Pilot project introduced to treat major depressive disorder

(GNB) – The government has partnered with the Horizon Health Network, Saint John-based Canadian Health Solutions and the Chalmers Foundation to offer a pilot project to help treat major depressive disorder.

The treatment, called repetitive transcranial magnetic stimulation, influences the electrical activity of the brain by passing brief pulses of electrical current through a non-invasive procedure that does not require sedation.

Major depressive disorder is a common, disabling and costly illness that is resistant to treatment.

“We see the impacts of untreated mental illness throughout the province,” said Health Minister Bruce Fitch. “As the mental health crisis grows, it is imperative for us to seek innovative technologies that can provide long-term solutions to patients.”

The treatment, funded by Medicare through this pilot project, is available at the Dr. Everett Chalmers Regional Hospital in Fredericton and two community clinics in Moncton and Saint John. This two-year pilot project, which is already up and running, will cost $2.2 million annually in operational costs and staffing.

“I was privileged to be given a tour of one facility where this treatment is underway, and saw first-hand how remarkable the results are,” said Sherry Wilson, minister responsible for mental health and addictions. “Our government cannot solve the mental health crisis alone, so partnerships with organizations like Canadian Health Solutions and the Chalmers Foundation are pivotal.”

Although effective treatment for depression exists, at least one third of patients with major depressive disorder do not respond to antidepressants or psychotherapy.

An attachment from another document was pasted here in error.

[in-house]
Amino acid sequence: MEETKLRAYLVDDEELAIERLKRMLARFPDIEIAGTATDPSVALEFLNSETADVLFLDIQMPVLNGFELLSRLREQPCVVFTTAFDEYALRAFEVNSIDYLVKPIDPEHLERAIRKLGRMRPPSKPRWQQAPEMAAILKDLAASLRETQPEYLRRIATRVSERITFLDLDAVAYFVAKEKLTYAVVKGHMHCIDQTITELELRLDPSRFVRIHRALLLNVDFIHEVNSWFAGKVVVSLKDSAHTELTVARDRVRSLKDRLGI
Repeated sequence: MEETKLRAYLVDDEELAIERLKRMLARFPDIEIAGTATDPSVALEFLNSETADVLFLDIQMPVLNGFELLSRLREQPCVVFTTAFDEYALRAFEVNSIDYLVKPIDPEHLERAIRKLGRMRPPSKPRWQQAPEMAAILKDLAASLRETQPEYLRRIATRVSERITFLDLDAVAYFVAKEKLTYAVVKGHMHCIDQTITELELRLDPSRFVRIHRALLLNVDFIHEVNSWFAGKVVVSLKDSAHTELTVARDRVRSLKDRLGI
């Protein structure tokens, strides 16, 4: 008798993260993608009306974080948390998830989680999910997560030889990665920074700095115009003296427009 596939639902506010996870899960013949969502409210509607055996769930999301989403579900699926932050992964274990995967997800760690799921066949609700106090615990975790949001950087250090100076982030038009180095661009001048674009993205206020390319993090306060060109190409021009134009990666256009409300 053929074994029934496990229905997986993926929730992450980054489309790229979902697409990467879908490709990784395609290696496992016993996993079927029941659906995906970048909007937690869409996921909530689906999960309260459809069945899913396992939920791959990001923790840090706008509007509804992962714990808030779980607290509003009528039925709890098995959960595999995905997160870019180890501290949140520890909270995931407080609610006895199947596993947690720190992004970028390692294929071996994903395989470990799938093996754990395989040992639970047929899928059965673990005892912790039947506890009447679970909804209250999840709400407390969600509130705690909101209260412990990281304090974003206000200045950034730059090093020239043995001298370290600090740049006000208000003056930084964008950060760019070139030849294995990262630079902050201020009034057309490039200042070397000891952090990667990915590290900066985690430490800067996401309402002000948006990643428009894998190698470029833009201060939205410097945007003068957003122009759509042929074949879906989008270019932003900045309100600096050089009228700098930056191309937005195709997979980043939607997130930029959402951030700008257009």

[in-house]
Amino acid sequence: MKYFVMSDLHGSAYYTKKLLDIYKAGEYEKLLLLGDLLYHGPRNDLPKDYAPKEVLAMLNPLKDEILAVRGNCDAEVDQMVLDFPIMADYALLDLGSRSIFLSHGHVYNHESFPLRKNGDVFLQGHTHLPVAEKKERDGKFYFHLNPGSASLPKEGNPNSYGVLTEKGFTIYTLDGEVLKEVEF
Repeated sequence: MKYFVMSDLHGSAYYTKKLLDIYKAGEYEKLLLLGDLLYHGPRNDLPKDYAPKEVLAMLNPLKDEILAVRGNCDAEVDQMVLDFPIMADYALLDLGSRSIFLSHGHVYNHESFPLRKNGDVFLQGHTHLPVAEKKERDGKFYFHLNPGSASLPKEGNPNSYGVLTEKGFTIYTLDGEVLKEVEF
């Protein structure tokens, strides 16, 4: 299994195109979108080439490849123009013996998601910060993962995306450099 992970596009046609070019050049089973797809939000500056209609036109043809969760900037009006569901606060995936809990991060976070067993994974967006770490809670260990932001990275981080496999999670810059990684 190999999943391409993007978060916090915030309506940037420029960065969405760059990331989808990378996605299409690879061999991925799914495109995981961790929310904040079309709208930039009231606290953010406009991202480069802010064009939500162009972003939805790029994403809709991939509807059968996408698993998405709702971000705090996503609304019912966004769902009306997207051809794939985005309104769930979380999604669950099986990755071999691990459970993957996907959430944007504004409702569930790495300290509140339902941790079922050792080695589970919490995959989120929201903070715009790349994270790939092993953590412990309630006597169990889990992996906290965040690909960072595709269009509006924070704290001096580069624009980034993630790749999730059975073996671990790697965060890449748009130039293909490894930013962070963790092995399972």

“We know that major depressive disorder can have significant impacts on a person’s everyday life, and with this innovative treatment, we will be able to significantly improve lives,” said Dr. Anthony Njoku, chief of psychiatry for Fredericton and Upper River Valley with Horizon Health Network. “Horizon is committed to improving health care for New Brunswickers, which includes improving access to addictions and mental health services. This pilot is just one of many examples of what we are doing to improve access to the best possible treatment.”

Saint John-based Canadian Health Solutions offers the treatment in Moncton and Saint John.

“This evidence-based treatment is truly revolutionary in treating major depressive disorder,” said Dr. David Elias, president and CEO of Canadian Health Solutions. “Research shows an impressive 75 per cent response rate and 49 per cent remission rate, aligning with the clinical results we have seen among our patients. We see how this treatment is transforming lives and are excited to work with the Department of Health to provide greater access to this game-changing treatment for New Brunswickers who are suffering from major depression.”

The Chalmers Foundation also raised funds for the purchase of a repetitive transcranial magnetic stimulation machine.

“As part of our commitment to participate in the solution surrounding the current mental health crisis, in 2022 the Chalmers Foundation raised $170,000 for the purchase of the first repetitive transcranial magnetic stimulation machine within Horizon Health Network,” said Charles A. Diab, CEO of the foundation. “One in five New Brunswickers lives with a mental health or substance use issue, so expanding the tools available for treatment is essential. The patient outcomes, in addition to the benefits and cost-effectiveness of this treatment were recognized by our donors who support healthy, caring communities.”

New Brunswick is the fifth province to have the publicly funded treatment available, and up to 200 patients are expected to be treated as part of the pilot project. Patients must be referred by a psychiatrist to access the treatment.

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Kris McDavid
Media Relations